This shows they are not only great designers, but more importantly great people.

So, thank you too! Keep up the great work.

Posted on January 28, 2008 11:59 PM

Dan Mall said:

A Fruit: Those are certainly valid concerns. Although impossible to completely avoid, I do my best to try and steer clear of clients that don't respect my process. Clients that just want things done their way aren’t typically looking for solutions; they’re looking for people who know Photoshop, XHTML and CSS.

I like your approach to proposals. Stipulating content delivery before certain phases is difficult for some clients, but you've found a winner in one who can abide by those terms.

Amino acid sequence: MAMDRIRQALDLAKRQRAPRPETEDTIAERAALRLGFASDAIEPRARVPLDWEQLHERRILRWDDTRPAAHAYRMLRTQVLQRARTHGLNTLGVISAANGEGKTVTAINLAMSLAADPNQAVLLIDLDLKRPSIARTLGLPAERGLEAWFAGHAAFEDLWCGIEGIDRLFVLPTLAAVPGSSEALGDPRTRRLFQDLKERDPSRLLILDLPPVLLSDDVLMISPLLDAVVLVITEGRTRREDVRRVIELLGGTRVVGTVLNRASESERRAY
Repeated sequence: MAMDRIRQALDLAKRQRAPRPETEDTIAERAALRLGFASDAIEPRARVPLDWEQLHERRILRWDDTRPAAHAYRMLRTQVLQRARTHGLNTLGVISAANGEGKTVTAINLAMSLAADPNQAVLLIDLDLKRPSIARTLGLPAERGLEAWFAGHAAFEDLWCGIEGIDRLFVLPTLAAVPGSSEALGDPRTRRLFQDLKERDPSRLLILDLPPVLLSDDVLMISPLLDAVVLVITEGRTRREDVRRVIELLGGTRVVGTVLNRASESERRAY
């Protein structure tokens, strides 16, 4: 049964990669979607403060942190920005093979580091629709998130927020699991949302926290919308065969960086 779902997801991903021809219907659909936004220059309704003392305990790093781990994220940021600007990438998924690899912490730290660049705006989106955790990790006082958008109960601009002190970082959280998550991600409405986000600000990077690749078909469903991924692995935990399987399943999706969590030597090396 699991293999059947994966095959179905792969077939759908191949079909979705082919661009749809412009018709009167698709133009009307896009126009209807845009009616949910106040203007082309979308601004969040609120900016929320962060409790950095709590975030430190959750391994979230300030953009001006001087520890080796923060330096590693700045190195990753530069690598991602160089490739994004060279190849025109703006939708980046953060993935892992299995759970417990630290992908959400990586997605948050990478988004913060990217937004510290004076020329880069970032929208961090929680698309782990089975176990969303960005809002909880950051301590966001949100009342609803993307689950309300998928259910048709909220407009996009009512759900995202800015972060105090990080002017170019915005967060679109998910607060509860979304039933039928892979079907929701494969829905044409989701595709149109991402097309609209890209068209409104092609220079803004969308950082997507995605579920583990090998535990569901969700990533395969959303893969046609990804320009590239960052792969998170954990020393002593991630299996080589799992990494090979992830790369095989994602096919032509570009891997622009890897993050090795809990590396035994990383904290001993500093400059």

Brian: Thanks for the heads up about IE. I’ve been meaning to fix that forever. Alas: I am too lazy, especially as I’m in the midst of redesigning this site.

Jason:

Thanks Dan for continuing to speak to the "newbies" (of which I am one ~ 6 months old in the web design world). It's nice to know that some people still remember starting out and just how clueless one can be.

My pleasure, and my duty. I have no idea where I’d be if people hadn’t done the same for me when I was a newbie.

I've written both Ethan Marcotte (the Unstoppable Robot Ninja) as well as Jason Santa Maria asking them to have a look at my work and while letting me know I have room to improve (of course) they were also very cool and kind enough to find something in my work to compliment me on which is great for motivation and lets me know there is hope for me yet :)

Those hacks? You’re lucky you salvaged something useful from what they had to say :)

Posted on January 29, 2008 08:09 PM